‘Phenomenological’ architecture emerged in the nineties as a response to an increasingly cerebral and abstract brand of architecture which privileged meaning, process, and the authorial operation of the architect over daily use, materiality, and the sensory experience of architecture’s occupants. Since then it has run as a strong parallel stream to that of digital formalism; offering an alternative for those who find the latter barren and technofetishist (or more cynically, those who don’t know how to work a computer). Phenomenological architecture is often lauded as more humane than its alternatives.
But Phenomenological architecture is open to the same kind of criticisms as the philosophical tradition of phenomenology. Phenomenology, by nature, privileges the relation of human and world in a way that causes the universe to fall neatly into two parts. The relation between a person and a table is of an inherently different type to the relation between a glacier and mountain-range. Phenomenology has nothing to say about the latter, except insofar as it is given in human consciousness. In fact, it has nothing to say about any relation that does not involve a human as one of its terms. The result of this is that glaciers, ultraviolet radiation, mesons, and apple trees are reduced to human stimulants. Juhani Pallasmaa’s excellent and influential essay The Eyes of the Skin (2005) exemplifies this. The entire second part is dedicated to cataloguing the diverse ways that the body can be affected architecturally: pressing against the skin, darkening the eyes or glaring at them, pacing the body’s rhythms, echoing in the ears, persisting in the nostrils, resisting the muscles. Pallasmaa offers an embodied theory of architecture, aligning with Merleau-Ponty’s embodied philosophy. But as Merleau-Ponty does, Pallasmaa places architecture between person and world. He writes:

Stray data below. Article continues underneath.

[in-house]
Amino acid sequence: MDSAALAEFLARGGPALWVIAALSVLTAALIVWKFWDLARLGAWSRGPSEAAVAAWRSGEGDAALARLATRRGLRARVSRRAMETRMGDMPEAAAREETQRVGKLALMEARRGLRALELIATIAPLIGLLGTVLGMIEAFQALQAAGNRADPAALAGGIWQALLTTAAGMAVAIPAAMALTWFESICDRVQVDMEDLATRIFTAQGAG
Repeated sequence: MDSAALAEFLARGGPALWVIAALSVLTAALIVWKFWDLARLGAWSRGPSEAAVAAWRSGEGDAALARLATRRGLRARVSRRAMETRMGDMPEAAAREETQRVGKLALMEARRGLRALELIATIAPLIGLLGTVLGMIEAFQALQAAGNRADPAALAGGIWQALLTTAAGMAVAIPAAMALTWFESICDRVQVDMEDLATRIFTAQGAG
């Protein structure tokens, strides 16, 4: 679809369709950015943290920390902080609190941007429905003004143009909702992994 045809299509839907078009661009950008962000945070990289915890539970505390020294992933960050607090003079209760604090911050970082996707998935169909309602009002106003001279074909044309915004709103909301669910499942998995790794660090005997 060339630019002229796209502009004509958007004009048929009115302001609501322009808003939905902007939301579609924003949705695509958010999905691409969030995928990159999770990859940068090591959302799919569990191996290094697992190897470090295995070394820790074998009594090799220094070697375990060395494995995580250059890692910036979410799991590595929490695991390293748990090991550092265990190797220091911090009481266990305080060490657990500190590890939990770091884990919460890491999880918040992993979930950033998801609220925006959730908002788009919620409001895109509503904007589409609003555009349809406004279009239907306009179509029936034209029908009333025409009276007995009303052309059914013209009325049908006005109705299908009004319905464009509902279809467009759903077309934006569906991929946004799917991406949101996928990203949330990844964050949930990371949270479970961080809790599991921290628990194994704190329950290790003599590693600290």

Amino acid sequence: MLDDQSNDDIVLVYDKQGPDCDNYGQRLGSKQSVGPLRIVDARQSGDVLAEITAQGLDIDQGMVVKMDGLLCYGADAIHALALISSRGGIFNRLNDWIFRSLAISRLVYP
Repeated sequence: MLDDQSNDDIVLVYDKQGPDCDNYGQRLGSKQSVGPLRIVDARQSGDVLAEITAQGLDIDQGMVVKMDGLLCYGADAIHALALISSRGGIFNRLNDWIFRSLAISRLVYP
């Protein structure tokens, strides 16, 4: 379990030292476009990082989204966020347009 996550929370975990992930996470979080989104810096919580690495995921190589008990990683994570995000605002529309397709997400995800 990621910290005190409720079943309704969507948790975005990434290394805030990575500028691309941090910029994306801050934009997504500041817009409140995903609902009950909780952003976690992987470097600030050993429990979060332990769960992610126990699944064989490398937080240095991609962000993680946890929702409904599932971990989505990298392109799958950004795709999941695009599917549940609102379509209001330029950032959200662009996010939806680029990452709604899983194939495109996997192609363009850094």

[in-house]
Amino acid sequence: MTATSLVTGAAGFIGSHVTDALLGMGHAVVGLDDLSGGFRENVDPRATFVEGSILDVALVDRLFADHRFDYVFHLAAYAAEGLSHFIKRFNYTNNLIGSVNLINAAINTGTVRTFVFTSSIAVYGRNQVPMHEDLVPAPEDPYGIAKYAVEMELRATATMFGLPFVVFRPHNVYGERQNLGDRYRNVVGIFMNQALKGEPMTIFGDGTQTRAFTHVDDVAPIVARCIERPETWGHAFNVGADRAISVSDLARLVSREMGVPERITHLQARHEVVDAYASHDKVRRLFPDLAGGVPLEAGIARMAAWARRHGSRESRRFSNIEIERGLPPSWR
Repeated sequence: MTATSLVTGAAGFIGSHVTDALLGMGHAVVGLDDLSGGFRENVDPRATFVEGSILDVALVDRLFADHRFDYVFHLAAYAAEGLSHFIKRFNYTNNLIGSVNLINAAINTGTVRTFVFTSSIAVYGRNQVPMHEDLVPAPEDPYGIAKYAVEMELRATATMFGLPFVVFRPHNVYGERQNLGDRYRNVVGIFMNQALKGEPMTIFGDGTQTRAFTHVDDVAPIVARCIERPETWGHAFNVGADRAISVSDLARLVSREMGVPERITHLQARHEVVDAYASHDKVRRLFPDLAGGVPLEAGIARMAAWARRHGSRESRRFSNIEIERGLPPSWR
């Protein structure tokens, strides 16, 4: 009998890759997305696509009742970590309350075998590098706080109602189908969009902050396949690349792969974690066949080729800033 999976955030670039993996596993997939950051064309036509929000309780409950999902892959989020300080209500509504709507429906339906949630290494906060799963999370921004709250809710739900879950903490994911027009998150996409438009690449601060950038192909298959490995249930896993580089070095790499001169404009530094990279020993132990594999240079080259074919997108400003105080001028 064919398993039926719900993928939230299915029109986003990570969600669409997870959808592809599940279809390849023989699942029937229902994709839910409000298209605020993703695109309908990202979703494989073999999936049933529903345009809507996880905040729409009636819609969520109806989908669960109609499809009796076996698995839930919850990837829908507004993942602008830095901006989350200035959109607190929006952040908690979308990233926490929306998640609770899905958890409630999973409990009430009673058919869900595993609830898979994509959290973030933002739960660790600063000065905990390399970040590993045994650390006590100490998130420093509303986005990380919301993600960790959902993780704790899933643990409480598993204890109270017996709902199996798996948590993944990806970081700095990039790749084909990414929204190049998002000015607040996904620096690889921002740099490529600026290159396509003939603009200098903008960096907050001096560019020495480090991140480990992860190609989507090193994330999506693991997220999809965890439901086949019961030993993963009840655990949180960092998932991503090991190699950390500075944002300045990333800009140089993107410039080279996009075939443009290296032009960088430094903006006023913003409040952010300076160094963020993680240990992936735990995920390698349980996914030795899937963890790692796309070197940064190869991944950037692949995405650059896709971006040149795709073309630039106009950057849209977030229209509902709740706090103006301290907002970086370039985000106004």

“Architecture is the art of reconciliation between ourselves and the world, and this mediation takes place through the senses” (Pallasmaa, 2005: 72)
The universe is severed into human and world by the concept of mediation. Merleau-Ponty’s language of organic unity (“our body is in the world as the heart is in the organism”; Pallasmaa, 2005: 40) denies this schism, but only by centralising the human, and according the human-world relation greater significance than any other relation. This is why, although I have great respect for the phenomenological perspective for pragmatic reasons, and I greatly admire work of so-called Phenomenological architects like Zumthor and Holl; I cannot see Phenomenological architecture as any kind of comprehensive theory. Architecture is, in fact, part of a proliferation of relations; many of which are human, but many of which are not. Phenomenological architecture has little to say about the relation between, say, the zinc used in galvanising steel and the contamination of the Derwent River in Tasmania; or between bats and belfries; or between the yuan and China’s expanding High-Speed-Rail network; or between strands of carbon-fibre.